Program files also known as executable files are the application programs that contain the binary codes required to run the software in the computer system. Along with this arises a question that why do we have two different program files in the 64-bit operating system. Inside the C drive, there are two folders namely program files and program files (x86), with an almost equal number of folders stored in it. So let us see what is the difference between Program Files (x86) and Program Files folders in Windows 10 and how they differ from each other.
Difference between Program Files (x86) and Program Files folders
The two different program files are available only in the 64-bit operating system. The 32-bit operating system will have only a single program file folder.
The main difference is that the program file folder with file path “C:\Program Files” is used to execute 64-bit applications while the program files (x86) folder with file path “C:\Program Files (x86)” is used to execute 32-bit applications.
A 32-bit program cannot load 64-bit libraries, the overlap of two folders can result in a functional error. The Microsoft developers smartly created two distinct folders, to let us have a closer view of both the folders.
Combining both folders into one could create problems if a program was available in both 32-bit and 64-bit versions, like say, Microsoft Office. To avoid possible conflicts and compatibility issues, Windows has two Program files folders.
32-bit vs 64-bit
As the name indicates, the 32-bit operating system stores a fewer data as compared to 64 bit OS. Looking at the other hand, the 64-bit operating system is more apparent if a large amount of RAM available on your computer.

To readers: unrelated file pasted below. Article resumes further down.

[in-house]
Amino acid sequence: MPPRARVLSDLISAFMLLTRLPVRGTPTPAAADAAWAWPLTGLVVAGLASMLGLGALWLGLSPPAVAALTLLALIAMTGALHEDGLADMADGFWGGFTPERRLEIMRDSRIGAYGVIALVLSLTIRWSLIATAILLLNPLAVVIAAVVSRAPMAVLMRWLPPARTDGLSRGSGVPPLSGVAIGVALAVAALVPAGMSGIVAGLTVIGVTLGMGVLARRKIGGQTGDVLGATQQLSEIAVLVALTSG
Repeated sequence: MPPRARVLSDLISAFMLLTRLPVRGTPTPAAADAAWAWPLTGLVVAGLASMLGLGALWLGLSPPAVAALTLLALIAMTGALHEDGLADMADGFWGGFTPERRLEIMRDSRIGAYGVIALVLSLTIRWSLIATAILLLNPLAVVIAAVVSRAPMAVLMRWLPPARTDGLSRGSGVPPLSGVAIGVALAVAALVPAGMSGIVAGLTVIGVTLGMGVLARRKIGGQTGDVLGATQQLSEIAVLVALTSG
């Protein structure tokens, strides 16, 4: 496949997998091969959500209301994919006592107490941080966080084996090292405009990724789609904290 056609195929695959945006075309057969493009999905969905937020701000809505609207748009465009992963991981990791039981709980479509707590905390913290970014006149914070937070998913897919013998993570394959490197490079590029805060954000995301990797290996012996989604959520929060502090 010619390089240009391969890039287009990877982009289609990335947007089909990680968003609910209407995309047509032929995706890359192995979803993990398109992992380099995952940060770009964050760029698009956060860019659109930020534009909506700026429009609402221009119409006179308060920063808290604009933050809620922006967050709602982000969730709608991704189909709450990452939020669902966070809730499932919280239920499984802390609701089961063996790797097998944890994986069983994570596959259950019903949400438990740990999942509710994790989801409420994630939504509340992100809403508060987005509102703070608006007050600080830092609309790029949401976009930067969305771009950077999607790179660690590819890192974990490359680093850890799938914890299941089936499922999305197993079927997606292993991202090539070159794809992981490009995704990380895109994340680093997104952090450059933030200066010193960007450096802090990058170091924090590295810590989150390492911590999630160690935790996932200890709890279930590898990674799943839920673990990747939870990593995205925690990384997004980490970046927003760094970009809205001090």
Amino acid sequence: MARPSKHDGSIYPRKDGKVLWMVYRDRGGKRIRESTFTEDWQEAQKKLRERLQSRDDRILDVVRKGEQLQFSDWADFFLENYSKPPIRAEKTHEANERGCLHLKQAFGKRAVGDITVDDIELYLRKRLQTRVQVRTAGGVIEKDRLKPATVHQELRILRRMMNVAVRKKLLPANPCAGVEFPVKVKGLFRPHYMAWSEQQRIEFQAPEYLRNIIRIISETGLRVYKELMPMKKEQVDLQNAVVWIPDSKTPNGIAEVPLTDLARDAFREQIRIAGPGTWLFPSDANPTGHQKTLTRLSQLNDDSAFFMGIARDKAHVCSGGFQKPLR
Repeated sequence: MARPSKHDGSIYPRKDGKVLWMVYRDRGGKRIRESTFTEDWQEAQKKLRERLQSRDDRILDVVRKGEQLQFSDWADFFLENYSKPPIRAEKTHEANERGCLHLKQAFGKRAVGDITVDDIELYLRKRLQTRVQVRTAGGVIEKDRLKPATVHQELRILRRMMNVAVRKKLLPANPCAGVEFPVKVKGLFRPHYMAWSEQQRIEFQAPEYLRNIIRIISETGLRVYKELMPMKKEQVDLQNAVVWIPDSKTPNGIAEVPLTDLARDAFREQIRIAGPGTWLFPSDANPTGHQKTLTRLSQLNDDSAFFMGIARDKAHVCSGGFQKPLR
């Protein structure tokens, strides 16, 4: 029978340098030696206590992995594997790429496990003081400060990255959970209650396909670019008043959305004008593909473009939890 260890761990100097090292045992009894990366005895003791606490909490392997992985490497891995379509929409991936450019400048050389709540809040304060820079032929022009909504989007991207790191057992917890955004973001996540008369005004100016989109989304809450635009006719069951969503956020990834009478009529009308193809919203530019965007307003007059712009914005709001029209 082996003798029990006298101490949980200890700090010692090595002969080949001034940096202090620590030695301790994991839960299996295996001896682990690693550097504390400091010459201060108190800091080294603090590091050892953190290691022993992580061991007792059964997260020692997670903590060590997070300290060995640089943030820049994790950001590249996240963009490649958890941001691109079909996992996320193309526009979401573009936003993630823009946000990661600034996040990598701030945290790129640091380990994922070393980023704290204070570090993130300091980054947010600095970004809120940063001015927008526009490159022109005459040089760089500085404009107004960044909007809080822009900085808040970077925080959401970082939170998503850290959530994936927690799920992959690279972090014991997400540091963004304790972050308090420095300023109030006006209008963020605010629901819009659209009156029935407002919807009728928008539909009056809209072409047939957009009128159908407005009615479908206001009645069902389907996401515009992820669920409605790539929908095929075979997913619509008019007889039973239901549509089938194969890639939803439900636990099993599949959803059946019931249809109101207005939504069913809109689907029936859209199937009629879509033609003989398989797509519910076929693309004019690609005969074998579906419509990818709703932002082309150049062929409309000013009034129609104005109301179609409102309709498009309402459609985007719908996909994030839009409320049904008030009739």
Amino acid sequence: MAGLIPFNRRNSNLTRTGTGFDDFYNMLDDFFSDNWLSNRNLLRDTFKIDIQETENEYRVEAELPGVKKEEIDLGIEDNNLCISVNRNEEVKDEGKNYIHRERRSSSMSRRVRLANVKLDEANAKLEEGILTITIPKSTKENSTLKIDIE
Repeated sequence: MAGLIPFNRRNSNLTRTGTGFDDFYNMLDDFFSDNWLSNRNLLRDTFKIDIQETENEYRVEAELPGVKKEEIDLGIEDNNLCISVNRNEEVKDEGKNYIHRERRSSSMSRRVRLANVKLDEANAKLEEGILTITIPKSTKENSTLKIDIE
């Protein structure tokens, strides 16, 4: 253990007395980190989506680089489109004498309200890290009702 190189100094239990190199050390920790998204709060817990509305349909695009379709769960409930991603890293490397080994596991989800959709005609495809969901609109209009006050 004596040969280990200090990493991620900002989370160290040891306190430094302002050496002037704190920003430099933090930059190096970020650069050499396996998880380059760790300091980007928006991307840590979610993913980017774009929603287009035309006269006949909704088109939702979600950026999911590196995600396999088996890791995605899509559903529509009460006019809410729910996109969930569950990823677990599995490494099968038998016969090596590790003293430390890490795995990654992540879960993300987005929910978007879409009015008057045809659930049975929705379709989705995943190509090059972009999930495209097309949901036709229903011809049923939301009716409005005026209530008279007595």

If you are still using a 32-bit Microsoft operating system, you will find only a single “program file” folder in your computer system. Whereas, the popular 64-bit version of operating systems Microsoft contains two different folders one to support 64-bits programs and another for 32-bit programs.
The separation of folders has been created to avoid the problems and issues that can occur when a 32-bit program tries to be executed by a 64-bit component. therefore, the folders are designed in such a way that Program Files store 64-bit programs, and Program Files (x86) store 32-bit programs.
Why a 32-bit folder named “x86”
It must have triggered your mind that why a 32-bit program folder named “x86” whereas, a 64-bit is simply “x64”. The earlier 16-bit version of the operating system contained Intel -8086 chip. Later, the version was updated to 32-bit and therefore the 32-bit folder is named against Intel 8086 chip i.e., program files(x86). The 64-bit version contained 64-bit architecture which in turn is called (x64). The type of processors is Pentium 286, 386, 486, and 586.
Both Program Files (x86)” and “Program Files can run on 64-bit
Program files are a directory of the third-party application software installed on the computer. Both 32-bit and 64-bit software programs can run on 64-bit Windows operating systems. It happens with the help of the emulation layer used in 64-bit Windows for backward compatibility. Whereas, a 64-bit program cannot run on a 32-bit operating system. Therefore, a single program folder is found in such an operating system that can run on 32-bit programs.
As we explained earlier, both the program files can run on a 64-bit OS without any harm to any of the programs. The process takes place on its own, irrespective of manual interference. The 32-bit emulator performs when a 32-bit program is run on a 64-bit Windows. The same action is taken by the 64-bit emulator.
The error may occur in the case of a manual installation or programs affected by malware. Some of the programs in the hard drive are compatible only with 32 -bit or 64-bit emulators therefore a wrong installation can hamper the working of programs correctly.